City back to winning tradition on Boxing Day

Posted by David Mooney

In the past couple of seasons, Manchester City have broken with their Boxing Day tradition and not bothered even scoring a goal, let alone winning a game. Between 2006 and 2010, the Blues didn't lose in the fixture directly following Christmas Day, winning four of five and scoring at least two in all but one. But in 2011 and 2012, they drew a blank twice.

This year, however, the Blues got themselves back on track and upheld the tradition of taking three points on Dec. 26.

- Report: Manchester City 2-1 Liverpool
- Brewin: City's depth, quality edge Reds
- Walsh: Liverpool shine in loss

Given the league positions of the two clubs that met at the Etihad, this year's fixture is easily the hardest that City had faced since returning to the Premier League under Kevin Keegan in 2002. Though, arguably, given the Blues' record on Wearside, last year's trip to Sunderland (and the subsequent 1-0 defeat -- talk about traditions) could be considered the trickiest for more psychological reasons.

In Thursday's 2-1 win over Liverpool, however, City demonstrated a quality that has not been seen in the tough games at the Etihad for 18 months or so: resilience. One of the biggest reasons the Blues didn't win the league last season was that their home form dropped markedly from the campaign before. In fact, Manchester United's final record for 2012-13 wouldn't have been enough to beat the Blues of 2011-12.

So far this season, City have been behind at home in the Premier League for roughly six minutes. That's it. Six minutes. 360 seconds. That breaks down as five minutes against Liverpool and one against Everton -- and both Merseyside teams have given the Blues the best games they've faced at the Etihad under Manuel Pellegrini.

When Brendan Rodgers left Manchester with a 2-2 draw in February, City barely got out of first gear and needed a Sergio Aguero wonder strike to steal a point. This Boxing Day, Liverpool might have just edged it in terms of quality of chances, but the Blues eased through the gears to grind out a result. It's easy to say with 20/20 hindsight, but Liverpool's high-pressing game has twice caused problems in 2013. But this season, City are moving into title-winning form.

From the opening 18 games, the Premier League goal-scoring record stands at 53 -- set by Roberto Mancini's City in their title-winning 2011-12 campaign. Now, under Pellegrini and in the Chilean's 18th Premier League game, City have netted 53 times. I'm not one for omens and will read little into that, but I am one for stats; if City can continue this pace of goal-getting, they'll definitely be difficult to beat.

This isn't to say, however, that City's performance against Liverpool was perfect. As with any team pushing to win the title, the Blues needed to ride their luck. Raheem Sterling was a good two yards onside when his goal was ruled out -- though Joe Hart had stopped some considerable time before the ball was netted.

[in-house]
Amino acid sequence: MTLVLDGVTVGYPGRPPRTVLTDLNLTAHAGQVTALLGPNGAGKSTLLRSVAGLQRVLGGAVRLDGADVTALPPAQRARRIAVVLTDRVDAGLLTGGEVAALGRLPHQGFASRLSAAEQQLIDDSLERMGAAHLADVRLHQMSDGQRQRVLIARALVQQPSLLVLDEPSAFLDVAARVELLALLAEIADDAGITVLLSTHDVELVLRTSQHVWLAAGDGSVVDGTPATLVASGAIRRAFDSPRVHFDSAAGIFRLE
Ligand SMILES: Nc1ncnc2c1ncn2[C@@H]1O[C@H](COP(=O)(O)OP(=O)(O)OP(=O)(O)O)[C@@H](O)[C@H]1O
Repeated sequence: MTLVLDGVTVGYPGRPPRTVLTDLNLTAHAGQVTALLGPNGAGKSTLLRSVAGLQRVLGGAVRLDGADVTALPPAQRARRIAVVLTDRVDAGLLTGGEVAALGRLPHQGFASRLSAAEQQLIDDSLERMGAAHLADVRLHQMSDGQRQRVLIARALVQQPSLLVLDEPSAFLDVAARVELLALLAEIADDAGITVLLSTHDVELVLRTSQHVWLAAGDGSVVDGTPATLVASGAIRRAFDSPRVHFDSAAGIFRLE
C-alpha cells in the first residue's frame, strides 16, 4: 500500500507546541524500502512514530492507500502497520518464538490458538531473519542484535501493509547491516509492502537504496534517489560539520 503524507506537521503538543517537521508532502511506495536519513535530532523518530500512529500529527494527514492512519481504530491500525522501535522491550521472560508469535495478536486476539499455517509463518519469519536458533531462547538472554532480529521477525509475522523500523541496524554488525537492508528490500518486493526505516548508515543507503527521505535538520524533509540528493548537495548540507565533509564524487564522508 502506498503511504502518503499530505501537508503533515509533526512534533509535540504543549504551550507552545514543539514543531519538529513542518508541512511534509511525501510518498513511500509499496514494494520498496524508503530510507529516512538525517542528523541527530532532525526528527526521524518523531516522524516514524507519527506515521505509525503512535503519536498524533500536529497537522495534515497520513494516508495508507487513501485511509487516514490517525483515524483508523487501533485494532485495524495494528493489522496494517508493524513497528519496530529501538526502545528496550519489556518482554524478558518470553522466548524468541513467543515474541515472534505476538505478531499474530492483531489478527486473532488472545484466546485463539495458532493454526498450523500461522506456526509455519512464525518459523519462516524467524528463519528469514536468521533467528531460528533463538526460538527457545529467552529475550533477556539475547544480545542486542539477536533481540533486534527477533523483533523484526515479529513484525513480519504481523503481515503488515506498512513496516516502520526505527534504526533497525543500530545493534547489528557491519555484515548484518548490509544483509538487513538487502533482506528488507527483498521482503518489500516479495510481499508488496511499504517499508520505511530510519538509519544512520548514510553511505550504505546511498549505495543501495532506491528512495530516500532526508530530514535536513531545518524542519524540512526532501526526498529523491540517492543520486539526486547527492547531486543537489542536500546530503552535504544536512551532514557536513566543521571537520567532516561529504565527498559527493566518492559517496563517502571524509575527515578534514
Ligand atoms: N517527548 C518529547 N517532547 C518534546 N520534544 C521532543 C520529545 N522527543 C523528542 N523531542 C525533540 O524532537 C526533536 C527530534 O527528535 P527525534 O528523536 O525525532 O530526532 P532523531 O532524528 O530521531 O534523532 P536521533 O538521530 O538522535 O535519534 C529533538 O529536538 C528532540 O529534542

Alvaro Negredo has scored in his last nine appearances at the Etihad, though on Thursday his effort probably shouldn't have gone in. Simon Mignolet will be in no rush to watch it again, as he waved at it and flopped to the ground instead of simply plucking it out of the air like he could have done.

At the other end, Hart pulled off a couple of really important saves. At 1-1, he denied Philippe Coutinho with a huge block from seven yards, standing up as long as he could to react to the effort. In the second half, he responded to Joleon Lescott's indecision to deny Jordan Henderson as he ran through (and even saved the rebound, despite the offside being given; the England keeper wasn't to know the flag was up, after all).

Sterling should have buried a Luis Suarez cross midway into the second half too as he faced a virtual open goal at the back post after he had escaped the attention of Aleksandar Kolarov to trouble the home fans in the second tier.

There were claims for a penalty in stoppage time, but had City conceded it as a spot kick, then Friday's headlines would surely have been questions posed by Pellegrini about why Martin Skrtel was allowed to try to swap shirts with Vincent Kompany several times long before the final whistle. The Liverpool centre-back seemed more interested in wrestling the City skipper than defending him, and it cost the visitors a goal on 31 minutes.

At the other end, City struggled to create their usual level of chances, but they were by no means toothless. Set pieces and breakaways were their best source, while Jesus Navas should have done better on a first-half break and Negredo was a couple of inches away from perfecting a chip.

In the end, the result leaves the Blues a point off the top of the table just before the midway point in the season. The day they came to the Etihad, league leaders Arsenal had the chance to put nine points between themselves and City; now it would take just one slip-up from the Gunners to hand the Citizens the chance to go top.

City are beginning to move through the gears -- unbeaten in the last three away games (winning two) with a perfect 27 points from matches at the Etihad. Pre-match, Rodgers said this was "Manchester City's title to lose."

He's surely not wrong now.

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